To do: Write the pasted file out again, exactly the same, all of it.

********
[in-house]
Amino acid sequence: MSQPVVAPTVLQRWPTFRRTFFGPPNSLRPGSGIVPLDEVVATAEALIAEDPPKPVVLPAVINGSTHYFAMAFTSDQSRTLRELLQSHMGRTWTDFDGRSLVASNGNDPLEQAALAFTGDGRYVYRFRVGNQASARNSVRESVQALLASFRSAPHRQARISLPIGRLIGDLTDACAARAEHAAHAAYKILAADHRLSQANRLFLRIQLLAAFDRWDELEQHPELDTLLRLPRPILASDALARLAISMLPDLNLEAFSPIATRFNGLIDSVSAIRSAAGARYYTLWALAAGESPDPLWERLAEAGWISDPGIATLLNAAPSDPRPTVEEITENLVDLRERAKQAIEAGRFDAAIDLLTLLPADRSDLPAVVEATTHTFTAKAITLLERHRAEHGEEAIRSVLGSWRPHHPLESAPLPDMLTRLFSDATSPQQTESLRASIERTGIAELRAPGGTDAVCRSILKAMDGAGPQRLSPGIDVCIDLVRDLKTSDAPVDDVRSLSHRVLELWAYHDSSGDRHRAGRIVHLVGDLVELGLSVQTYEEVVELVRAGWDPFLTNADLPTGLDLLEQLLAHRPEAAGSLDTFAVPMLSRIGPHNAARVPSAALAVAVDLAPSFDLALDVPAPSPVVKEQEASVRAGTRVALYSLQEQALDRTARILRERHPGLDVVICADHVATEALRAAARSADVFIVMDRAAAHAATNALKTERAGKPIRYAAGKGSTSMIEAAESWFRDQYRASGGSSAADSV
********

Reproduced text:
[in-house]
Amino acid sequence: MSQPVVAPTVLQRWPTFRRTFFGPPNSLRPGSGIVPLDEVVATAEALIAEDPPKPVVLPAVINGSTHYFAMAFTSDQSRTLRELLQSHMGRTWTDFDGRSLVASNGNDPLEQAALAFTGDGRYVYRFRVGNQASARNSVRESVQALLASFRSAPHRQARISLPIGRLIGDLTDACAARAEHAAHAAYKILAADHRLSQANRLFLRIQLLAAFDRWDELEQHPELDTLLRLPRPILASDALARLAISMLPDLNLEAFSPIATRFNGLIDSVSAIRSAAGARYYTLWALAAGESPDPLWERLAEAGWISDPGIATLLNAAPSDPRPTVEEITENLVDLRERAKQAIEAGRFDAAIDLLTLLPADRSDLPAVVEATTHTFTAKAITLLERHRAEHGEEAIRSVLGSWRPHHPLESAPLPDMLTRLFSDATSPQQTESLRASIERTGIAELRAPGGTDAVCRSILKAMDGAGPQRLSPGIDVCIDLVRDLKTSDAPVDDVRSLSHRVLELWAYHDSSGDRHRAGRIVHLVGDLVELGLSVQTYEEVVELVRAGWDPFLTNADLPTGLDLLEQLLAHRPEAAGSLDTFAVPMLSRIGPHNAARVPSAALAVAVDLAPSFDLALDVPAPSPVVKEQEASVRAGTRVALYSLQEQALDRTARILRERHPGLDVVICADHVATEALRAAARSADVFIVMDRAAAHAATNALKTERAGKPIRYAAGKGSTSMIEAAESWFRDQYRASGGSSAADSV